This is how the members of one Maryland Girl Scout troop get to their regular meetings:

They walk past fences topped with coils of razor-sharp wire, through metal detectors and sliding security doors. They raise their arms so guards can pat their sides to make sure nothing forbidden is hidden there. And they walk past a rack of handcuffs and leg chains.

But none of that mattered one Saturday last month, because soon the scouts would be seeing someone really important, someone they hadn't seen for days or weeks.

"Mom! Mom!" yelled Amanda, 9, racing to her mother, who scooped her up in a hug that lasted for a good half-minute.

Amanda's scout troop meets twice a month at the Maryland Correctional Institution for Women in Jessup. Its members all have something in common: Their mothers -- and, in some cases, their grandmothers -- are prisoners there.

All around a small classroom, daughters were grabbing mothers by the sleeve and mothers were running their fingers through their girls' hair, straightening out messy bangs, commenting on new clothes.

Amanda and her mom chattered away about the family dog, and about where her mom will sleep when she "comes back home."

The program is called Girl Scouts Beyond Bars. It's intended to help the 15 moms who participate stay close to their girls, even though walls, fences and many miles separate them. The idea is to build up everyone's self-confidence and self-esteem with a time-tested tool: Girl Scout values.

At last month's meeting, moms and daughters alike started by raising three fingers in the Girl Scout salute and reciting the Girl Scout Promise and the Girl Scout Law ("I will do my best to be honest and fair, friendly and helpful . . . ").

Then, troop members and mothers shouted out any good news they had.

"I got all my words right on a spelling test!" one girl said. "I won a poetry contest," another reported. (KidsPost agreed not to use the full names of the girls and mothers included in this story.)

They applauded and cheered each accomplishment.

These troop meetings are a lot like any Girl Scout gathering. The girls and their moms do crafts (jewelry, Easter baskets, spring wreaths) and plan a Christmas party. They work on badges (black history, personal hygiene). The girls sometimes meet outside the prison, where they do community service projects, such as making monthly visits to a nursing home.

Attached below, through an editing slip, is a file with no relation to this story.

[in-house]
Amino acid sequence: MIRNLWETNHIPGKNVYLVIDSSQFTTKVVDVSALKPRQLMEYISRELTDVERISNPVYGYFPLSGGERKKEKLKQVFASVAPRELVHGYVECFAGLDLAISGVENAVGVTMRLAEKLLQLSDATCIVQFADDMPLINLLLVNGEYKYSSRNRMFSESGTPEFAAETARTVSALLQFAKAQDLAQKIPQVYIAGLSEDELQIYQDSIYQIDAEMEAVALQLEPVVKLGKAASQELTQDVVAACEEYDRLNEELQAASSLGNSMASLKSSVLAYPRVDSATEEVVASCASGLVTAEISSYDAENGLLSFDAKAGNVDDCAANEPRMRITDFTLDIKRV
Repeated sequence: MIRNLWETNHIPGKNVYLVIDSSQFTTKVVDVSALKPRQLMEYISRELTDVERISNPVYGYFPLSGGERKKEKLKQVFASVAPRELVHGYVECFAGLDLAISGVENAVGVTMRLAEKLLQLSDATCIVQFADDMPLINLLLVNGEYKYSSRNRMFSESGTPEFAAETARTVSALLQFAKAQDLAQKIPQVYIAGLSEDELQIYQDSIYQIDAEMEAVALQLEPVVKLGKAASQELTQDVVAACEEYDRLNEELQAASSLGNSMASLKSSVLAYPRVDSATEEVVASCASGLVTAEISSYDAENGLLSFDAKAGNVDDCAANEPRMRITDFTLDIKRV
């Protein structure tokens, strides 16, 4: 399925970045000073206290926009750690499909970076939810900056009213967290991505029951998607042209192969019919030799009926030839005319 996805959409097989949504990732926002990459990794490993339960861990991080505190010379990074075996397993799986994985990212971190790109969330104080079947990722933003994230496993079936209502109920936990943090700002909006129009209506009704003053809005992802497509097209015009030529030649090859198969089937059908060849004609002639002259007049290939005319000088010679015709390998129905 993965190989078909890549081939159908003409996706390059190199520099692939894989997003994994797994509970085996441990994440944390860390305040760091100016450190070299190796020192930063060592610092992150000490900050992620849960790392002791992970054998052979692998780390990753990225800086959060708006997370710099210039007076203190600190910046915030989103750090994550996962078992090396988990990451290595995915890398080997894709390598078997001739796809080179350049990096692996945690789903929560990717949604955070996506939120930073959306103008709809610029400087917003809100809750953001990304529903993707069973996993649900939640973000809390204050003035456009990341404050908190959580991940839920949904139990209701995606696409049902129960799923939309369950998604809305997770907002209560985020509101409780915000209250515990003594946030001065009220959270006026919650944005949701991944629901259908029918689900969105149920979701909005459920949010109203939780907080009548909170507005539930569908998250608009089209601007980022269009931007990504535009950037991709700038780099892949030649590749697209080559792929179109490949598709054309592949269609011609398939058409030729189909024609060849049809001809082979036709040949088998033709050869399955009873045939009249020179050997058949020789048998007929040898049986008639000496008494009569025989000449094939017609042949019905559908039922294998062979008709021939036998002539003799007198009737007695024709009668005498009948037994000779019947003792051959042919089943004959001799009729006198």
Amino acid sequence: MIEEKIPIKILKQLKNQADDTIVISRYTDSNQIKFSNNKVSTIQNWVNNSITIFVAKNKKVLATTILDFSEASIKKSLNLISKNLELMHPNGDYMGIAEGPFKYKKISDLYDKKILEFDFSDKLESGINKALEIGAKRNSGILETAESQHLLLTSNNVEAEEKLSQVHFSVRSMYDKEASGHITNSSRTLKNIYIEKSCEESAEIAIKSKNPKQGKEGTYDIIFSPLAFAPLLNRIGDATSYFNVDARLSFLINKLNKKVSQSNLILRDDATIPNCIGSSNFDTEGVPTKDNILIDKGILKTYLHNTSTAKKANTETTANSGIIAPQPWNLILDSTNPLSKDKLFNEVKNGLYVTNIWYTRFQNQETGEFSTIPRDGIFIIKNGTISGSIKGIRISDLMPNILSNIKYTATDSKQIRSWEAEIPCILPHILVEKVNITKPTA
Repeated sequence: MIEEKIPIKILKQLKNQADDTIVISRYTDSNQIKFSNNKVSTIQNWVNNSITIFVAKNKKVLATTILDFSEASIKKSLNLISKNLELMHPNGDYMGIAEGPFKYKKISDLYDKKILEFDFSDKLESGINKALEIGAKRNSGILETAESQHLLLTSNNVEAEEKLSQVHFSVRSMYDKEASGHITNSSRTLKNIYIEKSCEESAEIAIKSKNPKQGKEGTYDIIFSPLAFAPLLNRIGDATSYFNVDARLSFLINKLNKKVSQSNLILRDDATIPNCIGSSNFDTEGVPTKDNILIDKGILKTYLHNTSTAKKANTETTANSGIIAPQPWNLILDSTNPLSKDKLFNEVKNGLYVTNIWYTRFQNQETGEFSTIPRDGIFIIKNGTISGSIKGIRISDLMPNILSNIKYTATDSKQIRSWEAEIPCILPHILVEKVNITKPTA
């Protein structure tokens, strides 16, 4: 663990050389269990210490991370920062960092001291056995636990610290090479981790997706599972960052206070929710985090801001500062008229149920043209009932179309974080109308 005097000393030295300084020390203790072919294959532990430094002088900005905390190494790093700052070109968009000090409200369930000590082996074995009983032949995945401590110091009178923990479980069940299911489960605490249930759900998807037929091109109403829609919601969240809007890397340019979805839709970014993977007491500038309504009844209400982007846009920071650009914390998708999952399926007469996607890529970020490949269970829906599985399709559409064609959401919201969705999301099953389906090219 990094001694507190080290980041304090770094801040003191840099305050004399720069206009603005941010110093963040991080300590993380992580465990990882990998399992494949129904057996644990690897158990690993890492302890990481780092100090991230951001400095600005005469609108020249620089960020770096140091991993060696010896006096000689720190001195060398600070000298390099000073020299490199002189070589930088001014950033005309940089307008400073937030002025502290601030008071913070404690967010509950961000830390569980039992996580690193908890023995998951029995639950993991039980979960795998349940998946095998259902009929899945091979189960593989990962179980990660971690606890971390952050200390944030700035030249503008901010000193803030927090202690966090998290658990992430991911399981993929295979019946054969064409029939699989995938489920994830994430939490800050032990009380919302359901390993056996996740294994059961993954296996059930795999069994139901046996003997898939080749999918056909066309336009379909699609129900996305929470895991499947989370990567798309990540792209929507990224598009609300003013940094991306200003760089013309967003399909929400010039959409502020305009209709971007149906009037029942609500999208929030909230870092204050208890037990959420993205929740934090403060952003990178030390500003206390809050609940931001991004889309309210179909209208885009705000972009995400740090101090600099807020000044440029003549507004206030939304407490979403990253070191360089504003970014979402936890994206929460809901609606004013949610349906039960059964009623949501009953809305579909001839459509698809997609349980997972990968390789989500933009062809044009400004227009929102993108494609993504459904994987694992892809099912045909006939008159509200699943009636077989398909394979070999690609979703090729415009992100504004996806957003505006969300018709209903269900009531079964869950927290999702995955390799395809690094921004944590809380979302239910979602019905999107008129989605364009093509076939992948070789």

Naturally, they sell Girl Scout cookies, with the moms peddling Peanut Butter Sandwiches and Thin Mints to their only available customers: prison guards and fellow inmates.

One thing that the scouting leaders emphasize, perhaps more than most scout troops, is making good choices and staying healthy. It's a touchy topic, the mothers admit, because they have made some poor choices and been anything but healthy. Most of the mothers said they abused drugs and alcohol in the past.

A 9-year-old wearing a green Girl Scout vest and tiny bumblebee earrings told how she likes the meetings "because I like to learn about things, like how you should never start smoking cigarettes, 'cause it's hard to stop.

"Also, I'm learning to crochet," she said. "We're crocheting bags for the seniors."

The girl said her mother had been a cigarette smoker. The mom said she had other habits before going to prison: drinking alcohol and taking illegal drugs.

"I let her know I used to do drugs," said the mom, Crystal.

Crystal, whose daughter has gone from Brownie to Junior during the two years her mother has been in prison, said scouting has helped her turn her life around and keep her daughter out of trouble.

"With my daughter in Girl Scouts, we have a beautiful bond," said Crystal, a talkative woman who wears her hair in a flip. "Girl Scouts helps me understand how to live, what rules to live by."

Crystal's daughter listened as her mother spoke about the choices she made.

"How do you feel, about me being here?" she asked her daughter.

The girl paused and said: "Angry. Sad."

That seemed to stop Crystal, for a moment. "It's okay, to feel that way," Crystal said, taking her hand.

"It's okay," she said, hugging her.

-- Fern Shen

Their mothers may be in prison, but members of a special Girl Scout troop still earn badges and sell cookies. They meet at the Maryland Correctional Institution for Women.